EGU24-18693, updated on 09 Apr 2024
https://doi.org/10.5194/egusphere-egu24-18693
EGU General Assembly 2024
© Author(s) 2024. This work is distributed under
the Creative Commons Attribution 4.0 License.
Poster | Thursday, 18 Apr, 16:15–18:00 (CEST), Display time Thursday, 18 Apr, 14:00–18:00
 
Hall X5, X5.179

Loss of safe land on atolls highlights need for immediate emissions reductions to support coastal adaptation

Tessa Möller1,2,3, Rosanne Martyr-Koller2, Scott Kulp4, Tabea Lissner2,5, Benjamin H Strauss4, Zebedee Nicholls1,6,7, and Alexander Nauels1
Tessa Möller et al.
  • 1Energy, Climate and Environment Program, International Institute for Applied Systems Analysis, Laxenburg, Austria
  • 2Climate Analytics, Berlin, Germany
  • 3Potsdam Institute for Climate Impact Research (PIK), Member of the Leibniz Association, Potsdam, Germany
  • 4Climate Central, Princeton, NJ, USA
  • 5Global Solutions Initiative Foundation, Berlin, Germany
  • 6School of Geography, Earth and Atmospheric Sciences, The University of Melbourne, Melbourne, Australia
  • 7Climate Resource, Melbourne, Australia

The impacts of climate change and sea level rise are posing substantial threats to the long-term habitability of low-lying atolls. As of today, the sparse data coverage of these islands limits the ability to assess and respond to climate change related risks.

Advances in coastal digital elevation models provide data for very remote coastal regions with low vertical bias. Here, we combine the Intergovernmental Panel on Climate Change regional sea level rise projections under its illustrative emissions scenarios, with the coastal digital elevation model CoastalDEM and COAST-RP, a dataset of storm tide return periods to assess the exposure to rising sea levels and coastal flooding of 166 atolls. Our results show that in 2050 and under a very low emissions scenario (SSP1-1.9), atoll area exposure to SLR and coastal flooding will amount to 35% [34-36%] and that only 64% of atoll area can still be considered safe. By the end of century and under the same scenario, only 61% can be considered safe. Under an intermediate emissions scenario (SSP2-4.5), a scenario roughly capturing projected warming under current policies and actions, the share of safe land further reduces to 58% by 2100. By 2150, only 58% or 51% of the land can still be considered safe under the very low and intermediate emissions scenario respectively. Our results show that the habitability of atolls is already threatened in the near future, but that near-term mitigation can limit the pace at which atolls are flooded in particular beyond 2100. Our results imply that in addition to immediate and rapid emission reductions in line with the Paris Agreement, remaining adaptation options must be enabled and implemented today to reduce the future exposure of atolls.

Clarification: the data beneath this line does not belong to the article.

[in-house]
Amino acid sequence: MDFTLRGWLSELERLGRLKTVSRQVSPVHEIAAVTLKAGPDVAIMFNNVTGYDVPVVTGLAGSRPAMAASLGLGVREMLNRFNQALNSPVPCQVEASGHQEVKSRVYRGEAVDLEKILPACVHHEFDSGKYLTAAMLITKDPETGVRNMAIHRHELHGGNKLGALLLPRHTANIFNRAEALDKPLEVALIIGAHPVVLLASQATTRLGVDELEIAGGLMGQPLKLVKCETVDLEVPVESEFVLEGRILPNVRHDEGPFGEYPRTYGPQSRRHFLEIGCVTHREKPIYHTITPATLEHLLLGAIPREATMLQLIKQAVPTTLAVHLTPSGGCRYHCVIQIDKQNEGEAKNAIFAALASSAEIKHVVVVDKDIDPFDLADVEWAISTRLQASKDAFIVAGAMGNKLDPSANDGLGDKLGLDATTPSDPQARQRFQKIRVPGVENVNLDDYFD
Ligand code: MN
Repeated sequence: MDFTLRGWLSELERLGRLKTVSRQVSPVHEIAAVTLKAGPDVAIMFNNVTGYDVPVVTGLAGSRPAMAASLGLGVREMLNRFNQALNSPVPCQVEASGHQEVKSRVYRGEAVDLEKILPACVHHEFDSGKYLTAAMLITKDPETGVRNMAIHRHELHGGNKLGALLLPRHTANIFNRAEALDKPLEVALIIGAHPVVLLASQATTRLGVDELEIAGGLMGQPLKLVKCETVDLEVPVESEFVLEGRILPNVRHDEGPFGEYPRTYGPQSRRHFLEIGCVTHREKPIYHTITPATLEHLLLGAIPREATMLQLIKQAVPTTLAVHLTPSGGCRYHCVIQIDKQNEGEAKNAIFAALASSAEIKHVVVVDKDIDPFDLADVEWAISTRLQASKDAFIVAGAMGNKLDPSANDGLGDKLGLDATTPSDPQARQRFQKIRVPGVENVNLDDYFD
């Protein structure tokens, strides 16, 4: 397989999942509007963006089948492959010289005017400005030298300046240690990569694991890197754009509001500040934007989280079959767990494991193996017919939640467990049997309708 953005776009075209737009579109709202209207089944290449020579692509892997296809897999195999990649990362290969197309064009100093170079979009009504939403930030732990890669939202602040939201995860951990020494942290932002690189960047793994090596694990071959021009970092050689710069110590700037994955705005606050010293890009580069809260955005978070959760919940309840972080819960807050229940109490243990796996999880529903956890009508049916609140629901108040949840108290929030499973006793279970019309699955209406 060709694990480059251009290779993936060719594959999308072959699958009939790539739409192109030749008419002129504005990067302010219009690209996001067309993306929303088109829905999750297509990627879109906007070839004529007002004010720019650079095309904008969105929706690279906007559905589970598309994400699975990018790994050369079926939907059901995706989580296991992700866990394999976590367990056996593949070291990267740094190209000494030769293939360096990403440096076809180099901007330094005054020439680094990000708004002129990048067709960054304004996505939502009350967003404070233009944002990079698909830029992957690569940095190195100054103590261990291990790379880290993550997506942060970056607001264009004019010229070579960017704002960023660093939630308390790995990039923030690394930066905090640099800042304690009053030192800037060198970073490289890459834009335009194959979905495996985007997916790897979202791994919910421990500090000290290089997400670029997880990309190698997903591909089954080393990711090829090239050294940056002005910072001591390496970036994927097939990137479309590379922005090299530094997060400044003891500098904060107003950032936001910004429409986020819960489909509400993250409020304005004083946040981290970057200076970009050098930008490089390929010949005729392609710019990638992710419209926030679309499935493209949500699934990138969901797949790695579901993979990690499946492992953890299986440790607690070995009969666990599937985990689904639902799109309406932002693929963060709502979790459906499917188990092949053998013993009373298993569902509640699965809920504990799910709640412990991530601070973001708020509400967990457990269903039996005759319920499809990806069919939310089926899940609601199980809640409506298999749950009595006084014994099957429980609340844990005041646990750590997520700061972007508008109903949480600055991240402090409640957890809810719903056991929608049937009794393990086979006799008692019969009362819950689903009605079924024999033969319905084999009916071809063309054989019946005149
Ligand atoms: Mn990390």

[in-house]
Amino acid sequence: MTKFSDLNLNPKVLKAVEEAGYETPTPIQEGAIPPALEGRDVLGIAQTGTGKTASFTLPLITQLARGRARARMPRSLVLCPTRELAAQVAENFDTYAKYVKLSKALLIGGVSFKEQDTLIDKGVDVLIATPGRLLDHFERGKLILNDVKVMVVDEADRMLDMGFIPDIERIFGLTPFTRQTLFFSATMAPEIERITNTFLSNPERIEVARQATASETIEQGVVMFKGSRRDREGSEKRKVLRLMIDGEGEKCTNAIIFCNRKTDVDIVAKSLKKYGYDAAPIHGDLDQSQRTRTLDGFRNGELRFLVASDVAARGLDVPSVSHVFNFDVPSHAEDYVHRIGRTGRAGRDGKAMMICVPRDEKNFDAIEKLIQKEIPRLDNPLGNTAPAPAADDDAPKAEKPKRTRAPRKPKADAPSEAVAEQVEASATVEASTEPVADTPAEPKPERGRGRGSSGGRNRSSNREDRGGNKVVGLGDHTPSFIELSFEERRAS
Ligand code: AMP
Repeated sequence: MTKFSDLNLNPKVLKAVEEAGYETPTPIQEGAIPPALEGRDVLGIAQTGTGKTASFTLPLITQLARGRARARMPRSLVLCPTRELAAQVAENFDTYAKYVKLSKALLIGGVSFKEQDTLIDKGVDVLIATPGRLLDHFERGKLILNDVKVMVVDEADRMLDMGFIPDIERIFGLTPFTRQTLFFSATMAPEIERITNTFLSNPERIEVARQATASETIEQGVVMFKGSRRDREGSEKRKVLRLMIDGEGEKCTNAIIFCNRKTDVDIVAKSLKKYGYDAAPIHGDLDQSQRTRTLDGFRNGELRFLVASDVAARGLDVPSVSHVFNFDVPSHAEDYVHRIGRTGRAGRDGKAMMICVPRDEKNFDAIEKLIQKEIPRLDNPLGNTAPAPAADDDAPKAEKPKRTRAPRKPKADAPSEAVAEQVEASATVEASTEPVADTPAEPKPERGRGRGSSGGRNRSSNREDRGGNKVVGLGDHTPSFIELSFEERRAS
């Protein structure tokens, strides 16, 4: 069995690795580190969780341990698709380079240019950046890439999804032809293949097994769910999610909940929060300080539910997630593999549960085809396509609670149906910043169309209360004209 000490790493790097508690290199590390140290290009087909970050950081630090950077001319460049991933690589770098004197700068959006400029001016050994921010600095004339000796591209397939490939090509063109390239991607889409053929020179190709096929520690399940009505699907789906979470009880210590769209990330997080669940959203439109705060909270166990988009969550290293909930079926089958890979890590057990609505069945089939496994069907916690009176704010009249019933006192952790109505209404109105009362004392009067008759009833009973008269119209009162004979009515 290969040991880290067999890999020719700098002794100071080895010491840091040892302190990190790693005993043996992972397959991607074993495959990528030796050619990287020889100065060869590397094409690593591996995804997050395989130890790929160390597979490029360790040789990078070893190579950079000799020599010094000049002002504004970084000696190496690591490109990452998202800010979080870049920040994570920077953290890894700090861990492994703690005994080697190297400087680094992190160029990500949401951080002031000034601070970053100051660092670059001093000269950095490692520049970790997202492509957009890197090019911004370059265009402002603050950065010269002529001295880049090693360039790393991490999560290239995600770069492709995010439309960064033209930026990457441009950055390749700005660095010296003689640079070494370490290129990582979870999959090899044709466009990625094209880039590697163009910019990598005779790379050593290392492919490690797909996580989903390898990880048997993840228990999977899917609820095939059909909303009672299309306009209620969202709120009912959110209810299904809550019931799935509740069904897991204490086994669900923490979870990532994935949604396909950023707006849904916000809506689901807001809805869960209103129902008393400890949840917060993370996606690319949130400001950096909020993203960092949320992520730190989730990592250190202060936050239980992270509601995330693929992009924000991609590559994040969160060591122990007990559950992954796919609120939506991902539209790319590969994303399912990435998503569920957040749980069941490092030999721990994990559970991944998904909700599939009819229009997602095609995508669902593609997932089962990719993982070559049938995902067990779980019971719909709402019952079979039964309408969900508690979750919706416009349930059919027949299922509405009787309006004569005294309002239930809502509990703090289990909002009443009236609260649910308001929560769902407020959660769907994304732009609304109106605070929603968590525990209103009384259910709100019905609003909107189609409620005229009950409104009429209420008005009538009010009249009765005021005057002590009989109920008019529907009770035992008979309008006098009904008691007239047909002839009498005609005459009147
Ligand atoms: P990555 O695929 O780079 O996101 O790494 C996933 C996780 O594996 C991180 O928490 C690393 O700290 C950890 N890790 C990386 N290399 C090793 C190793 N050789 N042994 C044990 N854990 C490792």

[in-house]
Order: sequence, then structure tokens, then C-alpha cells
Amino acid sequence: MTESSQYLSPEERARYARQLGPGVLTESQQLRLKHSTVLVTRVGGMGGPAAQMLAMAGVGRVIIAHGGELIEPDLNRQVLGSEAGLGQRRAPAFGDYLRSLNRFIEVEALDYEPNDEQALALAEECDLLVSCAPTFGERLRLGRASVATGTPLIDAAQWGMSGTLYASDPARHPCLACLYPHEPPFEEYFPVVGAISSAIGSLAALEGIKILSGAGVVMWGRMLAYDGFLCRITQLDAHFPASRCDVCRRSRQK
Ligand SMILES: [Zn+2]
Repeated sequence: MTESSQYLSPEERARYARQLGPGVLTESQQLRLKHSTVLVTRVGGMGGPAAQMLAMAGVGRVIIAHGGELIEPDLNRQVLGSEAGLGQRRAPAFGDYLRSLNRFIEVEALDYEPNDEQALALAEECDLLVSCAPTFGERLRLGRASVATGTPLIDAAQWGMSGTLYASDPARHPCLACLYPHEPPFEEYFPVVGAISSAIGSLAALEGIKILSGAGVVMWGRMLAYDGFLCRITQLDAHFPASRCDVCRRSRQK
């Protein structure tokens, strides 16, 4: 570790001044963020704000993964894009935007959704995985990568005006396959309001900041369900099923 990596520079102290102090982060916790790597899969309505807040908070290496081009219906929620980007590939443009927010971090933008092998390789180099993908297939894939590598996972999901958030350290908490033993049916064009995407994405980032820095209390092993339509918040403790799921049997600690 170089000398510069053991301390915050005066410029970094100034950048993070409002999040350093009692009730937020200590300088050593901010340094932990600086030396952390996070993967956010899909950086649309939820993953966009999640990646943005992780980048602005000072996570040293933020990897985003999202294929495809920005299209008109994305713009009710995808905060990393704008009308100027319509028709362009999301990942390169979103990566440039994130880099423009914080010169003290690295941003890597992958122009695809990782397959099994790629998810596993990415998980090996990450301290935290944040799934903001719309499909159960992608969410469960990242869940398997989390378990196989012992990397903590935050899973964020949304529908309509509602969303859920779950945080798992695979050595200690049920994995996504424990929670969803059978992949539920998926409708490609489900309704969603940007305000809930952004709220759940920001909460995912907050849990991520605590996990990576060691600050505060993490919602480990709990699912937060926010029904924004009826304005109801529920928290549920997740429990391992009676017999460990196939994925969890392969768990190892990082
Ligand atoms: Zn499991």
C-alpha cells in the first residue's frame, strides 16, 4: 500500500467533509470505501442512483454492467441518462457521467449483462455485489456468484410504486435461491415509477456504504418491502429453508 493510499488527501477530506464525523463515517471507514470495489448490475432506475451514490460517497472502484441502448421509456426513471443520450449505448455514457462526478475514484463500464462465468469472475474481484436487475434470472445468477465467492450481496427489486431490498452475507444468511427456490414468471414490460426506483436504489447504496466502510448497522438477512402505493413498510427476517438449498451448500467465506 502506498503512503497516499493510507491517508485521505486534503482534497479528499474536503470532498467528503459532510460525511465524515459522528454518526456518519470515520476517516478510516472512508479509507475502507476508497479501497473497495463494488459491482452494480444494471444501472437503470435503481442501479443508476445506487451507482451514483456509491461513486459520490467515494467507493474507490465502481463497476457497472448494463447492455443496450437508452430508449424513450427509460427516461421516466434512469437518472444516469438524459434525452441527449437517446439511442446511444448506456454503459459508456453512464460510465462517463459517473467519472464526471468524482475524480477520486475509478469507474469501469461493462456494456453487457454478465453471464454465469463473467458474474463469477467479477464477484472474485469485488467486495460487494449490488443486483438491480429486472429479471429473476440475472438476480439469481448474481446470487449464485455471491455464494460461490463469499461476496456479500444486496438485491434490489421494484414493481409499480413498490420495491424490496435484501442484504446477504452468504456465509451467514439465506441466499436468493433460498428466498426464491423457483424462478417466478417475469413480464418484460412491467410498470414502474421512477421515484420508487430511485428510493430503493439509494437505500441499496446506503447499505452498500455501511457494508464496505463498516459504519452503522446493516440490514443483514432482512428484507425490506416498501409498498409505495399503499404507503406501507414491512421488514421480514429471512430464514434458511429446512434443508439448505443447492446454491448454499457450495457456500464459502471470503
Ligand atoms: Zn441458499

How to cite: Möller, T., Martyr-Koller, R., Kulp, S., Lissner, T., Strauss, B. H., Nicholls, Z., and Nauels, A.: Loss of safe land on atolls highlights need for immediate emissions reductions to support coastal adaptation, EGU General Assembly 2024, Vienna, Austria, 14–19 Apr 2024, EGU24-18693, https://doi.org/10.5194/egusphere-egu24-18693, 2024.

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